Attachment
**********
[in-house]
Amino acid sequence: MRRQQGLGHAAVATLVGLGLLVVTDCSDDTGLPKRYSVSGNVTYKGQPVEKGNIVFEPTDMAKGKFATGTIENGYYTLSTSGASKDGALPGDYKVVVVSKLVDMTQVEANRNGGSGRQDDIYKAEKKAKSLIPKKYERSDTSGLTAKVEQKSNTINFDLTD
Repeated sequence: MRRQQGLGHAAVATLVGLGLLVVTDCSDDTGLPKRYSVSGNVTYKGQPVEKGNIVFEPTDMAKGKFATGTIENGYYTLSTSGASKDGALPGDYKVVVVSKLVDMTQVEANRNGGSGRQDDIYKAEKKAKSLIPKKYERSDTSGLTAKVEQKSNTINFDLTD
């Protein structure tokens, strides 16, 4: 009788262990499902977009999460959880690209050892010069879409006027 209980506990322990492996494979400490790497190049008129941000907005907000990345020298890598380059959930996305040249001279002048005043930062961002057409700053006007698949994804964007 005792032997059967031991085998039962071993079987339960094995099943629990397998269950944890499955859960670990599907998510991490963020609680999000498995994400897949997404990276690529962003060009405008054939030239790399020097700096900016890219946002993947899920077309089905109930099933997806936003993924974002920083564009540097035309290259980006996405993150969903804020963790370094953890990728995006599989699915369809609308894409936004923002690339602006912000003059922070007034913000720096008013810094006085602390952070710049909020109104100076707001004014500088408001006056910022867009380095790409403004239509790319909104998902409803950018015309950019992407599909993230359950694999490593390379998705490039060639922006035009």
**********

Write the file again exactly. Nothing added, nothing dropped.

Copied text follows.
[in-house]
Amino acid sequence: MRRQQGLGHAAVATLVGLGLLVVTDCSDDTGLPKRYSVSGNVTYKGQPVEKGNIVFEPTDMAKGKFATGTIENGYYTLSTSGASKDGALPGDYKVVVVSKLVDMTQVEANRNGGSGRQDDIYKAEKKAKSLIPKKYERSDTSGLTAKVEQKSNTINFDLTD
Repeated sequence: MRRQQGLGHAAVATLVGLGLLVVTDCSDDTGLPKRYSVSGNVTYKGQPVEKGNIVFEPTDMAKGKFATGTIENGYYTLSTSGASKDGALPGDYKVVVVSKLVDMTQVEANRNGGSGRQDDIYKAEKKAKSLIPKKYERSDTSGLTAKVEQKSNTINFDLTD
């Protein structure tokens, strides 16, 4: 009788262990499902977009999460959880690209050892010069879409006027 209980506990322990492996494979400490790497190049008129941000907005907000990345020298890598380059959930996305040249001279002048005043930062961002057409700053006007698949994804964007 005792032997059967031991085998039962071993079987339960094995099943629990397998269950944890499955859960670990599907998510991490963020609680999000498995994400897949997404990276690529962003060009405008054939030239790399020097700096900016890219946002993947899920077309089905109930099933997806936003993924974002920083564009540097035309290259980006996405993150969903804020963790370094953890990728995006599989699915369809609308894409936004923002690339602006912000003059922070007034913000720096008013810094006085602390952070710049909020109104100076707001004014500088408001006056910022867009380095790409403004239509790319909104998902409803950018015309950019992407599909993230359950694999490593390379998705490039060639922006035009």